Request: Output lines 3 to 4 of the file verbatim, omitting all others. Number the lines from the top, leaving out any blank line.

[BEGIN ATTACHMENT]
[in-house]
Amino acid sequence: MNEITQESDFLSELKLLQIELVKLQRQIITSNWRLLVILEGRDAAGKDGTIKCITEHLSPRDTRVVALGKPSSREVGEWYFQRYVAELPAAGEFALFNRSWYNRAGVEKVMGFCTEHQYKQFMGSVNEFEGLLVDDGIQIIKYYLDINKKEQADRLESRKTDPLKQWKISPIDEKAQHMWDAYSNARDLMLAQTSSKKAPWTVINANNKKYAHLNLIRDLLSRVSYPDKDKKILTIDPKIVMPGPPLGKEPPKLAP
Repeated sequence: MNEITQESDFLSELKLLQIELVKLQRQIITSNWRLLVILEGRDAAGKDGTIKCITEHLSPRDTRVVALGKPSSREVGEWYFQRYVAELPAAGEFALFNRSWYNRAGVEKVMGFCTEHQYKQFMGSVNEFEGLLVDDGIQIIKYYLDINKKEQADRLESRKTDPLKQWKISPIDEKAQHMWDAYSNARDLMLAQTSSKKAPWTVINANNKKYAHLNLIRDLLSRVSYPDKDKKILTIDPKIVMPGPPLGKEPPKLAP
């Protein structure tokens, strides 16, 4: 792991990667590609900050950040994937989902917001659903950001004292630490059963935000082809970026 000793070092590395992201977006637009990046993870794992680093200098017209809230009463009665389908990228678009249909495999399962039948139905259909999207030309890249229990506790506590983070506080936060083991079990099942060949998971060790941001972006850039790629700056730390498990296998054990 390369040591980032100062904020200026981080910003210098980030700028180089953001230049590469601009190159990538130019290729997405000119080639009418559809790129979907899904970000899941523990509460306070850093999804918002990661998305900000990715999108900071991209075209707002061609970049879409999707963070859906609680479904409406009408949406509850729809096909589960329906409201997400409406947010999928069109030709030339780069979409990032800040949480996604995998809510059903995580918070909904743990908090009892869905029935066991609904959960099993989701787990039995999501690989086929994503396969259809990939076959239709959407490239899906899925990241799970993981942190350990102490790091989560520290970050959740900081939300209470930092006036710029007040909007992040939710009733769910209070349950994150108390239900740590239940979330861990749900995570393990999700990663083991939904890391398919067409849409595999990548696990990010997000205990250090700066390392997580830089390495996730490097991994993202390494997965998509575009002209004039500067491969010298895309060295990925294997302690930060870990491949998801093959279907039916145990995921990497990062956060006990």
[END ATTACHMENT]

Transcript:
Repeated sequence: MNEITQESDFLSELKLLQIELVKLQRQIITSNWRLLVILEGRDAAGKDGTIKCITEHLSPRDTRVVALGKPSSREVGEWYFQRYVAELPAAGEFALFNRSWYNRAGVEKVMGFCTEHQYKQFMGSVNEFEGLLVDDGIQIIKYYLDINKKEQADRLESRKTDPLKQWKISPIDEKAQHMWDAYSNARDLMLAQTSSKKAPWTVINANNKKYAHLNLIRDLLSRVSYPDKDKKILTIDPKIVMPGPPLGKEPPKLAP
């Protein structure tokens, strides 16, 4: 792991990667590609900050950040994937989902917001659903950001004292630490059963935000082809970026 000793070092590395992201977006637009990046993870794992680093200098017209809230009463009665389908990228678009249909495999399962039948139905259909999207030309890249229990506790506590983070506080936060083991079990099942060949998971060790941001972006850039790629700056730390498990296998054990 390369040591980032100062904020200026981080910003210098980030700028180089953001230049590469601009190159990538130019290729997405000119080639009418559809790129979907899904970000899941523990509460306070850093999804918002990661998305900000990715999108900071991209075209707002061609970049879409999707963070859906609680479904409406009408949406509850729809096909589960329906409201997400409406947010999928069109030709030339780069979409990032800040949480996604995998809510059903995580918070909904743990908090009892869905029935066991609904959960099993989701787990039995999501690989086929994503396969259809990939076959239709959407490239899906899925990241799970993981942190350990102490790091989560520290970050959740900081939300209470930092006036710029007040909007992040939710009733769910209070349950994150108390239900740590239940979330861990749900995570393990999700990663083991939904890391398919067409849409595999990548696990990010997000205990250090700066390392997580830089390495996730490097991994993202390494997965998509575009002209004039500067491969010298895309060295990925294997302690930060870990491949998801093959279907039916145990995921990497990062956060006990």